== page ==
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Harrington v. HHS, No. 20-2671, 2022 WL 17555428 (D.D.C. Dec. 9, 2022) (Contreras, J.)


Harrington v. HHS, No. 20-2671, 2022 WL 17555428 (D.D.C. Dec. 9, 2022) (Contreras, J.)

Re:  Request for records concerning appeals logged by FDA and HHS emails mentioning plaintiff’s name

Disposition:  Denying plaintiff’s motion for attorney fees

  • Attorney Fees, Eligibility:  “[T]he Court denies [plaintiff’s] motion for attorney’s fees.”  “The Court agrees with HHS that, as a threshold matter, [plaintiff] has not proved his eligibility for attorney’s fees.”  The court finds that “[plaintiff] has not met his burden to show that his lawsuit substantially caused HHS to release documents, as ‘there is no reason to think’ that HHS would not have released the documents absent [plaintiff’s] suit.”  “Indeed, [plaintiff’s] own complaint acknowledges that HHS started processing his requests before he filed suit.”  “HHS has also submitted an affidavit averring that the agency started processing [plaintiff’s] requests before he filed suit.”  “The affidavit, which must be ‘accorded a presumption of good faith’ by this Court, provides additional details about the specific steps that HHS took in response to [plaintiff’s] requests prior to his complaint.”  “Nonetheless, [the court relates that plaintiff] maintains that a FOIA requester is still eligible for fees ‘where the lawsuit results in an “acceleration” in processing.’”  The court finds that “[w]hile it is true that ‘[s]udden acceleration . . . might, in a given case, lead a court to conclude that . . . the filing of the lawsuit was the real reason for that acceleration,’ it is also true that ‘if the government’s assertion for any delay is the slowness of the FOIA process despite its due diligence, disclosure after the lawsuit is filed, even if long delayed, will not in itself justify the award of fees.’”  “First, [the court finds that,] as indicated above, HHS made a ‘good faith effort’ to search for the records requested by [plaintiff].”  “To the extent HHS did accelerate its processing timeline, that acceleration was, according to the agency, the result of [plaintiff] ‘agree[ing] to exclude from the scope . . . ’ a number of non-responsive and duplicative records.”  Relatedly, the court also finds that “an agency’s failure to inform a plaintiff of an estimated completion date does not necessarily make the plaintiff eligible for fees.”  “Second, [the court finds that] the scope of [plaintiff’s] request clearly caused a ‘delay in disclosure.’”  “The Court finds that HHS has made a convincing argument that ‘the sheer volume of records that had to be processed was the dispositive issue related to the timing of the releases.’”  “Third, [the court finds that] HHS has established that it was ‘burdened with other duties’ that contributed to delays.”  “Specifically, HHS asserts that, by the end of fiscal year 2021, the HHS FOIA office ‘had a backlog of 2,425 requests.’”  “A significant backlog of FOIA requests may justify an agency’s delay in producing responsive records.”  The court concludes that “[plaintiff] is not eligible for fees.”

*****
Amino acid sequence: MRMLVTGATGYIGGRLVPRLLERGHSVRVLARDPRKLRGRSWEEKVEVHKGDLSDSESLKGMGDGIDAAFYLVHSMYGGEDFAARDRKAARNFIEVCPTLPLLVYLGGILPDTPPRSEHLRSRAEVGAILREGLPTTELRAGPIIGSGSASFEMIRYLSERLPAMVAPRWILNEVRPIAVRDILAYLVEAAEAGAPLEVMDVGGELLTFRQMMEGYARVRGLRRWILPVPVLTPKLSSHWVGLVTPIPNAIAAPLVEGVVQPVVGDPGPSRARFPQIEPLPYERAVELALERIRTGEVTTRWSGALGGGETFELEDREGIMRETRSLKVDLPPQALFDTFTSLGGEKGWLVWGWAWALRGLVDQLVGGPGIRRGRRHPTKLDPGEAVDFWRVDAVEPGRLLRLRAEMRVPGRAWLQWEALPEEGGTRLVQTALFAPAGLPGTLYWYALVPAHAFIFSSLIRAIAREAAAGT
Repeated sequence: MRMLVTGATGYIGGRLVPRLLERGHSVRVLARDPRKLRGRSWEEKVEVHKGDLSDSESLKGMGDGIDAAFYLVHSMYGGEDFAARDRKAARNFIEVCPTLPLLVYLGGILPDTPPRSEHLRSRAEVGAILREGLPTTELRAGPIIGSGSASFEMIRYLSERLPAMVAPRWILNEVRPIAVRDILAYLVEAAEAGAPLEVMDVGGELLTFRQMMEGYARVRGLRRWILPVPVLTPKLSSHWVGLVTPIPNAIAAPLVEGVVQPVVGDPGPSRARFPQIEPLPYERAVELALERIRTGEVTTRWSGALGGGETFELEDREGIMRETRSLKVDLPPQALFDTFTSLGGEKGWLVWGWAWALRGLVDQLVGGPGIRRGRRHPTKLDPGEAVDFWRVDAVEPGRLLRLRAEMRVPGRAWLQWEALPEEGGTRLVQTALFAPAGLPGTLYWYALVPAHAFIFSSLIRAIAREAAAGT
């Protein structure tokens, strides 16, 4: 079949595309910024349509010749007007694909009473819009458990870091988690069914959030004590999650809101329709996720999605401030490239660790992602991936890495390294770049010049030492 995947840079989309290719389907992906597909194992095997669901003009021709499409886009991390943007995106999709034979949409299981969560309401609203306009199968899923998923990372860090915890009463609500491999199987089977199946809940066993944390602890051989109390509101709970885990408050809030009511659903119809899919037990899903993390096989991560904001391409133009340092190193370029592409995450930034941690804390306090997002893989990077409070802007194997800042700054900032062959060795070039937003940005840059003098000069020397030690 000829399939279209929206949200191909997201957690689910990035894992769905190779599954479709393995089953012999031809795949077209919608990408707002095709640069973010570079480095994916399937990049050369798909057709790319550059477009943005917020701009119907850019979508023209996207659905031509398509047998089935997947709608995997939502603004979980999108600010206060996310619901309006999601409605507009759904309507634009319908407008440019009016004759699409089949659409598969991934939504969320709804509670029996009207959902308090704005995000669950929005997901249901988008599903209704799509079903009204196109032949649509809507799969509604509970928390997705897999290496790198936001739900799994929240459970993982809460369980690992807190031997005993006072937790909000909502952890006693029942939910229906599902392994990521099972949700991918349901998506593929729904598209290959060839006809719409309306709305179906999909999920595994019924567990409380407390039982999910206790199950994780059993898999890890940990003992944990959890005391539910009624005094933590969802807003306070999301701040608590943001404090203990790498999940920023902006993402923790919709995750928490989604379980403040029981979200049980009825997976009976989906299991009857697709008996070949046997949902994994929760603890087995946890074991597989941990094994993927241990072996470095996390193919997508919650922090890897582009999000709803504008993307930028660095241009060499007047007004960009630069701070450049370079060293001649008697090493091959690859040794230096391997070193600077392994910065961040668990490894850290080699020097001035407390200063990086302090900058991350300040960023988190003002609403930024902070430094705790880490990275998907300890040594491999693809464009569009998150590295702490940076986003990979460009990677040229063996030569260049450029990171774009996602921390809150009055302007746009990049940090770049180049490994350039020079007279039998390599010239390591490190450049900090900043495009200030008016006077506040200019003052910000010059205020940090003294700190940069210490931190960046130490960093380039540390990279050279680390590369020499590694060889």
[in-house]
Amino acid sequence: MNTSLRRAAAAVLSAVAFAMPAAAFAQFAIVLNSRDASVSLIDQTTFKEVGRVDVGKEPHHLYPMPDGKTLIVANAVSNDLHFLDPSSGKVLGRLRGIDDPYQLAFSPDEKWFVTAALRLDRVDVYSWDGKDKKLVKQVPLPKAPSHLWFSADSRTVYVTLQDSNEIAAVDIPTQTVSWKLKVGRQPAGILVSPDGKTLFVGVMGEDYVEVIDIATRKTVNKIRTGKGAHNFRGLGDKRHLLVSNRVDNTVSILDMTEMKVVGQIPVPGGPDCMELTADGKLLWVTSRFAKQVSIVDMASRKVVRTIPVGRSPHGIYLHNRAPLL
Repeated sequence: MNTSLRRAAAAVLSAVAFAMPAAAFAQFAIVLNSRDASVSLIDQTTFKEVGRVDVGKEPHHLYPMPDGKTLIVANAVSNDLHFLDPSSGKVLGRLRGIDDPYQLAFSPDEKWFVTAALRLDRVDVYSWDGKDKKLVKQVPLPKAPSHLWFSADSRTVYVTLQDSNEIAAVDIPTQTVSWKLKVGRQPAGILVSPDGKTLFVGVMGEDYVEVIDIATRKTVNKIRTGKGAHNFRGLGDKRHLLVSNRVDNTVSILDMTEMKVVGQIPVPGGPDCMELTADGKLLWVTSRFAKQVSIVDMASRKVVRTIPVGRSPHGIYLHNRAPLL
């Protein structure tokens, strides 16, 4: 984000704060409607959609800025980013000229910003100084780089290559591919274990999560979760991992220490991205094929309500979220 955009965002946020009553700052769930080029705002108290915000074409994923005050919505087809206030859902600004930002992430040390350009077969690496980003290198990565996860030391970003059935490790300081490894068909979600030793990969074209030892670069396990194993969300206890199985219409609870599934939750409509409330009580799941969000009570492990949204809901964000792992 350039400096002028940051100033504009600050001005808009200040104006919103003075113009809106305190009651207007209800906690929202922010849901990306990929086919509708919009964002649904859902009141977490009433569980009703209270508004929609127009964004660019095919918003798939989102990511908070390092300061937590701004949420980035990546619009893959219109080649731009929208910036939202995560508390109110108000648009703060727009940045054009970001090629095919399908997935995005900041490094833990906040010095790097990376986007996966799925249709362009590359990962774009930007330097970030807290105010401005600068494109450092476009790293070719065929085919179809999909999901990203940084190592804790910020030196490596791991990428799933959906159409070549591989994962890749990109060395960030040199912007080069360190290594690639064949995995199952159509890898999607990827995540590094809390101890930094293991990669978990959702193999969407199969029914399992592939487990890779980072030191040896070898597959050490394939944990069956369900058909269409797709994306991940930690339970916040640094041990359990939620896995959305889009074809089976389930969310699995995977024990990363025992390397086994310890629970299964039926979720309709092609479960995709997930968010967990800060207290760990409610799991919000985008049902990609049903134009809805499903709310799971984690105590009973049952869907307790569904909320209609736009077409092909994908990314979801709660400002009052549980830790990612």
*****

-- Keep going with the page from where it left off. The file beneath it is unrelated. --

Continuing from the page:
Court Decision Topic(s)
District Court opinions
Attorney Fees
Updated January 5, 2023